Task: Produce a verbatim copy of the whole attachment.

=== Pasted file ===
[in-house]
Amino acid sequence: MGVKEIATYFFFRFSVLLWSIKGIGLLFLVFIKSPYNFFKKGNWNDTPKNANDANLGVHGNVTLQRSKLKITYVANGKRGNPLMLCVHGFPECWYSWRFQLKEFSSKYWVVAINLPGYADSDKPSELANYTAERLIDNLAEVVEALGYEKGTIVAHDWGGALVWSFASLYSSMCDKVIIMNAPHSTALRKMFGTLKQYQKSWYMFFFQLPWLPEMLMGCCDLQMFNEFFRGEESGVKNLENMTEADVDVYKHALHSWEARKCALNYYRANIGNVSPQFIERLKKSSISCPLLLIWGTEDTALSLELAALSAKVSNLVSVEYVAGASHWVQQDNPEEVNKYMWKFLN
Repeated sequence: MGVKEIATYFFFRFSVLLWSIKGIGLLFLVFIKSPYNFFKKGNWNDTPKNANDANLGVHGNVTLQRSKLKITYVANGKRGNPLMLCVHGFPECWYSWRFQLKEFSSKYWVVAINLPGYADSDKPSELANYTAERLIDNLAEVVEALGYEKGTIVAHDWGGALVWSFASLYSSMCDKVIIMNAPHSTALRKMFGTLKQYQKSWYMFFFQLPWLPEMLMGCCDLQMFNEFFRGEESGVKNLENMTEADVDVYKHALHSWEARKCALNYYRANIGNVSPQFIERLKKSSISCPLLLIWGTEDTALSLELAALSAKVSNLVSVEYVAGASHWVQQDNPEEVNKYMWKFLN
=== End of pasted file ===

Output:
[in-house]
Amino acid sequence: MGVKEIATYFFFRFSVLLWSIKGIGLLFLVFIKSPYNFFKKGNWNDTPKNANDANLGVHGNVTLQRSKLKITYVANGKRGNPLMLCVHGFPECWYSWRFQLKEFSSKYWVVAINLPGYADSDKPSELANYTAERLIDNLAEVVEALGYEKGTIVAHDWGGALVWSFASLYSSMCDKVIIMNAPHSTALRKMFGTLKQYQKSWYMFFFQLPWLPEMLMGCCDLQMFNEFFRGEESGVKNLENMTEADVDVYKHALHSWEARKCALNYYRANIGNVSPQFIERLKKSSISCPLLLIWGTEDTALSLELAALSAKVSNLVSVEYVAGASHWVQQDNPEEVNKYMWKFLN
Repeated sequence: MGVKEIATYFFFRFSVLLWSIKGIGLLFLVFIKSPYNFFKKGNWNDTPKNANDANLGVHGNVTLQRSKLKITYVANGKRGNPLMLCVHGFPECWYSWRFQLKEFSSKYWVVAINLPGYADSDKPSELANYTAERLIDNLAEVVEALGYEKGTIVAHDWGGALVWSFASLYSSMCDKVIIMNAPHSTALRKMFGTLKQYQKSWYMFFFQLPWLPEMLMGCCDLQMFNEFFRGEESGVKNLENMTEADVDVYKHALHSWEARKCALNYYRANIGNVSPQFIERLKKSSISCPLLLIWGTEDTALSLELAALSAKVSNLVSVEYVAGASHWVQQDNPEEVNKYMWKFLN